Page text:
Wartime display developments.

During 1940, British display development created the Plan Position Indicator (PPI), the radar displays familiar today, in which a map-like presentation is regularly refreshed by a radial ‘clock-hand’ sweeping around its centre [8]. As distinct from today’s clarity (Fig. 1), the reality in 1940 was a series of smudged ellipses (Fig 4), but from them an experienced controller could guide an interception.

Figure 4. Plan Position Indicator (PPI) display; blips marked a, b, c, d, are target aircraft. (Image credit: Plate VID, J.G Crowther and R Whiddington, Science at War, London: HMSO, 1947; Crown Copyright now expired)

This British solution involved introduction of a new type of radar; by contrast, its German counterpart processed the data from existing radars in a new way [9]. Data from two Wurzburg radars went to light-projector operators beneath a screen (Fig 5); each operator shone a point of light – one blue, one red, to distinguish intruder and interceptor – onto the screen. The fighter controller looked down on the screen, and guided the intercepting fighter by radio.

Figure 5. German plotting table (‘Seeburg’ table). (Image credit: uk National Archives, file AIR 20/1640, Figure 4. Crown Copyright, now expired)

To the ‘commanders’ user-group, therefore, radar was essentially a metatechnology, a new sensor feeding traditional displays; unsurprisingly, the memoirs of commanders show no indication of any changed psychological view of the enemy. To the combatant user-group, their radar displays now considered were totally novel, and part of life and death decisions.

Combatant radar.

The earliest combatant radar was an airborne ship detection radar, known as ASV (air to surface vessel) radar. British scientists, the first to create this type of radar, had developed three display possibilities [10] – side-scan; range-azimuth, the target shown by minimum signal; and a vertical trace, where the height of the target blip above the base shows range, and its displacement left or right of the centre vertical trace shows whether the target is to the port or starboard of the aircraft in which the radar is fixed (Fig.6).

Figure 6. Early ASV radar trace (Image credit: Air Ministry, Air Publication 1093 D Introductory survey of radar principles and equipments, London, 1947, Part II Vol 1 Chapter 2 Figure 15, Crown copyright now expired)

The choice between the three was not made on psychological grounds, but on practicalities; side-scan lay beyond then-existing technology, while range-azimuth was ruled out due to inadequate range performance [11].

The second application of radar to combat was to air-to-air interception (AI) at night, a more complex three-dimensional situation – the enemy aircraft may be above or below, to the left or right of, and at unknown range from, the radar-equipped interceptor. These had to be crystallised into two dimensions for display. The British developed a two-tube display, following their ASV pattern [12]. Here, one tube displayed bearing, and one elevation, as shown in Figure 7. The bearing tube followed ASV symbology, while the elevation tube showed target height relative to the radar-equipped fighter by the blips projecting above or below the horizontal trace.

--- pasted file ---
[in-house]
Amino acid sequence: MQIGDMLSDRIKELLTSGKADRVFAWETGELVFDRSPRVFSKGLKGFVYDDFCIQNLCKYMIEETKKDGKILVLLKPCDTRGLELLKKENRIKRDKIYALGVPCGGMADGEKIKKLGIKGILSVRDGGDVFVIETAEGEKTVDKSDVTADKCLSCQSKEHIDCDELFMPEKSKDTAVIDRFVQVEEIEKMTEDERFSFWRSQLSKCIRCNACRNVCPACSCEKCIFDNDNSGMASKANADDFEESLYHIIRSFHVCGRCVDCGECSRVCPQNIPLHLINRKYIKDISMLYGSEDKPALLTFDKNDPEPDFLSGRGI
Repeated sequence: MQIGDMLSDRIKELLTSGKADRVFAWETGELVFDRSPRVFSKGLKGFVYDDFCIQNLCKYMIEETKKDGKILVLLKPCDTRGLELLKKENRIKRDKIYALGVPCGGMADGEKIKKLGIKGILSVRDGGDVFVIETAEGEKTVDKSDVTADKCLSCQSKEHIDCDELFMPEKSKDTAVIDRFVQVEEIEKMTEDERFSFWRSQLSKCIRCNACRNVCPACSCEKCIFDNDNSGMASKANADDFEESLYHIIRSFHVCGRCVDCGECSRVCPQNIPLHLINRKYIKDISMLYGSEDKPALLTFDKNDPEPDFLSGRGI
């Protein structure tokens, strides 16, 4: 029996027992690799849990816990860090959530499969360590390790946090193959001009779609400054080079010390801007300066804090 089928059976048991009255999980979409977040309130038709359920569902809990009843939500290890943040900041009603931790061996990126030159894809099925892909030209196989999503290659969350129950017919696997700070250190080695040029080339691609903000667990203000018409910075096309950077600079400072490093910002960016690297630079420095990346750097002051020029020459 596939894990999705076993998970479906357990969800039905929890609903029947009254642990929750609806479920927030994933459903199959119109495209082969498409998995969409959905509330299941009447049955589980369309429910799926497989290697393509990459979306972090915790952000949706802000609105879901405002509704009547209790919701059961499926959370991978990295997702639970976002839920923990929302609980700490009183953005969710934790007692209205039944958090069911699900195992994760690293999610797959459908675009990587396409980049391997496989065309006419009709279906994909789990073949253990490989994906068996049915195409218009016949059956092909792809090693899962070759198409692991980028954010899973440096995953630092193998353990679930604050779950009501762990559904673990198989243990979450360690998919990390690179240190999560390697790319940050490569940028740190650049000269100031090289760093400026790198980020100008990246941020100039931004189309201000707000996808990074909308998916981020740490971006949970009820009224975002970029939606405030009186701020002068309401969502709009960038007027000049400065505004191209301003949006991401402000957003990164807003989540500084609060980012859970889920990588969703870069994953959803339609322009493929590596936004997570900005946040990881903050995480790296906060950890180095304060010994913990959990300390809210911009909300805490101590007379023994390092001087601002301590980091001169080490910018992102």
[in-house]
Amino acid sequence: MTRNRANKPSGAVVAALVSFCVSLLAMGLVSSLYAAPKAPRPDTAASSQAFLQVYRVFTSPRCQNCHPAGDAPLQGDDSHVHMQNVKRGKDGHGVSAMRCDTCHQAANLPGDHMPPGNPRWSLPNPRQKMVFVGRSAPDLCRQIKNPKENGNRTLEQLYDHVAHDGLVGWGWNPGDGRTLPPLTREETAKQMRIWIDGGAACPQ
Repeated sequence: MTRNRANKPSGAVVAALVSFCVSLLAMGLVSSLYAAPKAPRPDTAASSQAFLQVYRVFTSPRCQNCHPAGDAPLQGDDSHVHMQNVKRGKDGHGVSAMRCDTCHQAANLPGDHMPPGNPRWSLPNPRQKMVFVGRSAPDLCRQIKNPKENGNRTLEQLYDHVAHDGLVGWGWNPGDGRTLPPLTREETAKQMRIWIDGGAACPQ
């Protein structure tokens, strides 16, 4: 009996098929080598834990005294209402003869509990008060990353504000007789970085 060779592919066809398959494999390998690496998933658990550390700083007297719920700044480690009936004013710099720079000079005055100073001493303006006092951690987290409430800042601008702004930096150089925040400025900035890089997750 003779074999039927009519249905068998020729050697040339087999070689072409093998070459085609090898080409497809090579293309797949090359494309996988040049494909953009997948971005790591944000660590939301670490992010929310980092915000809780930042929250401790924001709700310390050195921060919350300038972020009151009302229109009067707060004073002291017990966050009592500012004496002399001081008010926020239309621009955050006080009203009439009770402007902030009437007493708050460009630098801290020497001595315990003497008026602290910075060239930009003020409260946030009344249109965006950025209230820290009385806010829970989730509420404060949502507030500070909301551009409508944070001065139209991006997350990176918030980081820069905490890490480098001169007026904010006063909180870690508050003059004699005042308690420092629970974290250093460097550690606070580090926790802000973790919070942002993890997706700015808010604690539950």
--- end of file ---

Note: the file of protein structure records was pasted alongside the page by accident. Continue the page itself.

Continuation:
Figure 7. Early Air Interception (AI) display screens. (Image credit: Air Ministry, Air Publication 1093 D Introductory survey of radar principles and equipments, London, 1947, Part II Vol 1 Chapter 1 Figure 3, Crown copyright now expired

This being the first airborne interception radar, its display was emulated by other nations. Its drawback, however, was that such a display needed an operator aboard the fighter in addition to the pilot, incurring extra weight and thus loss of speed. Was a ‘lone pilot display’ possible?

British scientists, again the first to consider the problem, developed the display of Fig. 8 – two illuminated markers at the height of the interceptor, two vertical bars, and a U-shaped character, inscribed on an illuminated graticule in front of the radar display tube [13].

Figure 8. Pilot display for single-seat fighter (Image credit: Air Ministry, Air Publication 1093 D Introductory survey of radar principles and equipments, London, 1947, Part II Vol 1 Chapter 1 Figure 8, Crown copyright now expired)

The target is initially represented by a dot; then, as the interceptor closes in, the target dot grows small green ‘wings’. When these ‘wings’ intersect the vertical bars, the target range is 1,000 ft (300 m) range; when the wings extend to intersect the outer markers, 500 ft (150m).

Given the limited technology of the period, this display might be thought to have moved a considerable distance beyond ‘a blip on a line’, but even this ingenious system was overtaken by a technological leap.

In February 1940, the British produced what was rapidly to become an extremely compact, robust transmitter valve, the ‘resonant cavity magnetron’ [14], which generated powerful electromagnetic pulses at centimetric wavelengths.

One practical result was that radar aerial sizes could become as small as today’s satellite dish, and so able to be mounted in any aircraft or ship, or indeed many military land vehicles. A further result was that such aerials could now focus and project a narrow beam of energy, and given that the aerial could be rotated, that beam of energy could perfectly match a PPI display.